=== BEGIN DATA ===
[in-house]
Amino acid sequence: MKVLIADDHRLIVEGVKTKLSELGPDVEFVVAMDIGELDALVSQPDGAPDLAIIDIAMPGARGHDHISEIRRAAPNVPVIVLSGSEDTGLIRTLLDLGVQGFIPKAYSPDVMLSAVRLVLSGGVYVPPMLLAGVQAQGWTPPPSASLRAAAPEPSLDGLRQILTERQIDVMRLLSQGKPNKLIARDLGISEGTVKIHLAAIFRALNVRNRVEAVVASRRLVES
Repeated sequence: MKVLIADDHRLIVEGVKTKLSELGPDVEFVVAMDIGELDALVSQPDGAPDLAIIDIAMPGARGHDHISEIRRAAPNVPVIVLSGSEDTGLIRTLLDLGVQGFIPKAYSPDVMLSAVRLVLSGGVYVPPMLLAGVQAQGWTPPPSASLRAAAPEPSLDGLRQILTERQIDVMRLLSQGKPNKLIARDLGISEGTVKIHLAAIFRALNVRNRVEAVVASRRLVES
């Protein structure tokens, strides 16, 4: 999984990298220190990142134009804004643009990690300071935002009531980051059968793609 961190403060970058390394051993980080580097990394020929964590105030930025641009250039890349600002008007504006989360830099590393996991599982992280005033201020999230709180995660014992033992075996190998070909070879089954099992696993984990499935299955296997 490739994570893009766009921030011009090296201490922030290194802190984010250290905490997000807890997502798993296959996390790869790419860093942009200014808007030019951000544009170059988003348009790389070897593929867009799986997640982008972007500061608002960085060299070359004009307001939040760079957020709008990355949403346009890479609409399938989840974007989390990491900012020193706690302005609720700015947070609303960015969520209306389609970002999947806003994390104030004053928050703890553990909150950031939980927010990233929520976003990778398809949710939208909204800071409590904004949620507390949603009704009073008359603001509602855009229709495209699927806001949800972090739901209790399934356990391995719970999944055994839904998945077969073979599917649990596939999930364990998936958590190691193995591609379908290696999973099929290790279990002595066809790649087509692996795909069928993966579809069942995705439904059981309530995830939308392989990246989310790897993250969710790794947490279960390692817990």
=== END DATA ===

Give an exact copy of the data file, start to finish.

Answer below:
[in-house]
Amino acid sequence: MKVLIADDHRLIVEGVKTKLSELGPDVEFVVAMDIGELDALVSQPDGAPDLAIIDIAMPGARGHDHISEIRRAAPNVPVIVLSGSEDTGLIRTLLDLGVQGFIPKAYSPDVMLSAVRLVLSGGVYVPPMLLAGVQAQGWTPPPSASLRAAAPEPSLDGLRQILTERQIDVMRLLSQGKPNKLIARDLGISEGTVKIHLAAIFRALNVRNRVEAVVASRRLVES
Repeated sequence: MKVLIADDHRLIVEGVKTKLSELGPDVEFVVAMDIGELDALVSQPDGAPDLAIIDIAMPGARGHDHISEIRRAAPNVPVIVLSGSEDTGLIRTLLDLGVQGFIPKAYSPDVMLSAVRLVLSGGVYVPPMLLAGVQAQGWTPPPSASLRAAAPEPSLDGLRQILTERQIDVMRLLSQGKPNKLIARDLGISEGTVKIHLAAIFRALNVRNRVEAVVASRRLVES
């Protein structure tokens, strides 16, 4: 999984990298220190990142134009804004643009990690300071935002009531980051059968793609 961190403060970058390394051993980080580097990394020929964590105030930025641009250039890349600002008007504006989360830099590393996991599982992280005033201020999230709180995660014992033992075996190998070909070879089954099992696993984990499935299955296997 490739994570893009766009921030011009090296201490922030290194802190984010250290905490997000807890997502798993296959996390790869790419860093942009200014808007030019951000544009170059988003348009790389070897593929867009799986997640982008972007500061608002960085060299070359004009307001939040760079957020709008990355949403346009890479609409399938989840974007989390990491900012020193706690302005609720700015947070609303960015969520209306389609970002999947806003994390104030004053928050703890553990909150950031939980927010990233929520976003990778398809949710939208909204800071409590904004949620507390949603009704009073008359603001509602855009229709495209699927806001949800972090739901209790399934356990391995719970999944055994839904998945077969073979599917649990596939999930364990998936958590190691193995591609379908290696999973099929290790279990002595066809790649087509692996795909069928993966579809069942995705439904059981309530995830939308392989990246989310790897993250969710790794947490279960390692817990």